Eugenia graduated from Minsk State Linguistic University with a degree in Intercultural Communication, Translation/Interpretation (Italian, English). Currently she works as a business analyst, freelance interpreter and tutor. She’s fond of numismatics, photos, good books and sports, adores travelling and cooking.
Sony Corp to acquire Israel’s Altair Semiconductor Ltd making a great push to its Internet of Things aim.
Altair has modem chip technology and related software for LTE (Long Term Evolution), a 4G cellular standard for mobile devices. Sony says that the company is particularly interested in Altair’s products that stand out for their low power consumption, high performance and competitive cost.
The Internet of Things implicates putting communications capabilities into sensors providing readouts on temperature, motion etc. Some of them are plugged in, but many aren’t. In fact, nobody wants to be recharging batteries in these things all the time. It’s a known fact that power consumption is a major issue.
With the acquisition of Altair, Sony aims to not only expand Altair’s existing business, but also to move forward with research on and development of new sensing technologies. By combining Sony’s sensing technologies – such as GNSS (Global Navigation Satellite System) and image sensors – with Altair’s high-performance, low power consumption and cost-competitive modem chip technology, and by further evolving both, Sony will strive to develop a new breed of cellular-connected, sensing component devices, reads the company’s press release.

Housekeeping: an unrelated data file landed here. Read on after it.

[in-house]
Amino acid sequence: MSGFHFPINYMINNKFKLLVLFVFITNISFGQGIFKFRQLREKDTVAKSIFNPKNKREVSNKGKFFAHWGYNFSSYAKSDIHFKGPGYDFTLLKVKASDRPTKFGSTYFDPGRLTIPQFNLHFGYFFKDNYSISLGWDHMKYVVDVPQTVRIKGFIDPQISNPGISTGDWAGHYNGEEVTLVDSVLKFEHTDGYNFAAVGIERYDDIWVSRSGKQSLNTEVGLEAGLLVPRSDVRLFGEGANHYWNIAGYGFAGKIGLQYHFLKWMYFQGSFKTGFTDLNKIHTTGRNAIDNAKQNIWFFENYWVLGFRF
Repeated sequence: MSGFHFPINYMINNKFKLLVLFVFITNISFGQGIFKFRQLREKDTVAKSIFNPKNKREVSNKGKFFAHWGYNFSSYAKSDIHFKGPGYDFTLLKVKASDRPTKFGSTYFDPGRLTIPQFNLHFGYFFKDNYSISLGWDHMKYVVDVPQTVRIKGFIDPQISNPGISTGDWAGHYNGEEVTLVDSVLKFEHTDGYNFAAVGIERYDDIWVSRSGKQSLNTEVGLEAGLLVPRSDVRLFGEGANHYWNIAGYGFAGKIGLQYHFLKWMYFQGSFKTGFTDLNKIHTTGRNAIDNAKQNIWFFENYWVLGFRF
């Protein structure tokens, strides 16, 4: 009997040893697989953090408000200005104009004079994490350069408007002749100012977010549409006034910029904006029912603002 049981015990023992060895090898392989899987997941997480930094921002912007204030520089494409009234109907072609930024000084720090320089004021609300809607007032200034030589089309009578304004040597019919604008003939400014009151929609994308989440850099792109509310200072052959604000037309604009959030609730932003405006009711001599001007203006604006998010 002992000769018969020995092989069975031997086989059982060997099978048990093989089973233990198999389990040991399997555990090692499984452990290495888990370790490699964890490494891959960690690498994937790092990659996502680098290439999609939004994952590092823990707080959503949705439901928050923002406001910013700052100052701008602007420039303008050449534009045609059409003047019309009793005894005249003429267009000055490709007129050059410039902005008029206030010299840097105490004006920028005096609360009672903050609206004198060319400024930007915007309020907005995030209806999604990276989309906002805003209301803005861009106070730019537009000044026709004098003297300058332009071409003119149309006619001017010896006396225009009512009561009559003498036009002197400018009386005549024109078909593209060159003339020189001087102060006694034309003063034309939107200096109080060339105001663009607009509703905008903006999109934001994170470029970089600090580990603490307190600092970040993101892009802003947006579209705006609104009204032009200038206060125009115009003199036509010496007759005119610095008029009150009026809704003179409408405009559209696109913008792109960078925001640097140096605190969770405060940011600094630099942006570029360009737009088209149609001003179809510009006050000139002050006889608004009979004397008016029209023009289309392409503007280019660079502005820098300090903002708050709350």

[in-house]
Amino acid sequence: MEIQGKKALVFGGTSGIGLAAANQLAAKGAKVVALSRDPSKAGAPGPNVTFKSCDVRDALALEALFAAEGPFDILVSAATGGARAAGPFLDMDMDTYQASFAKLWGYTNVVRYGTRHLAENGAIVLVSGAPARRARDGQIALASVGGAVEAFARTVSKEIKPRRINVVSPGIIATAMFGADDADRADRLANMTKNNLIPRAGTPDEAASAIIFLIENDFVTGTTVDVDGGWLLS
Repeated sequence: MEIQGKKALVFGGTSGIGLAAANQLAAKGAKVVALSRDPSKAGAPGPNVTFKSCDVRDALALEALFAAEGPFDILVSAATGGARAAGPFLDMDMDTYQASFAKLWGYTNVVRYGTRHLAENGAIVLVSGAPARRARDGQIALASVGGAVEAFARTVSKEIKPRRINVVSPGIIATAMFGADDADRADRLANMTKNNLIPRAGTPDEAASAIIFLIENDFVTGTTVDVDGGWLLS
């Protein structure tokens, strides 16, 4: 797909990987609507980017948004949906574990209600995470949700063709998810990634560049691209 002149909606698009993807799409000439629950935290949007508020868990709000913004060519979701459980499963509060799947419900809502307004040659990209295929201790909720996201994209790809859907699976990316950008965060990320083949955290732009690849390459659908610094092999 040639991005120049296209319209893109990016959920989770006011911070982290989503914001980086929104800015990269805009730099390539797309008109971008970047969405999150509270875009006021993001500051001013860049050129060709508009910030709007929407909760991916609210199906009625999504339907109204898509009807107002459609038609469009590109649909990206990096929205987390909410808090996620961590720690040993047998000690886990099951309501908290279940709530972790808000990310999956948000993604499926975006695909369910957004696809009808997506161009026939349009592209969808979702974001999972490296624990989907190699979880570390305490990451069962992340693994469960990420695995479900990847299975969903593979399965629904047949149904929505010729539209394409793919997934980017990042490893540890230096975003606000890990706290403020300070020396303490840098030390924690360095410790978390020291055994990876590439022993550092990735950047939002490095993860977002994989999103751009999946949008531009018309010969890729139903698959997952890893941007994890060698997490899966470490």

Actually, it’s obvious that Sony is shifting its focus away from the consumer electronics division that it once dominated the world over to other areas as diverse as video games, movies and image sensors. Earlier, Sony exited the personal computing segment that was once epitomised by the Vaio range of laptops. Sony has also revised its television business with the focus now almost entirely in the high-end Ultra-HD segment, according to Inferse.
It’s necessary to add that earlier Sony bought Brussels-based company Softkinetic Systems that deals with range image sensor technology. The company uses the time-of-flight (ToF) range method to estimate the exact distance an object is located at. Sony is going to use the technology for powering sensing-related devices.
So far, Sony’s willing to invest in the chipset industry can become a smart move in view of the current trend to “bring more gadgets under the ambit of being smart.” Cellular chips will be the central part of various self-communicating devices as Sony is already positioning itself to deal with the increasing number of requests.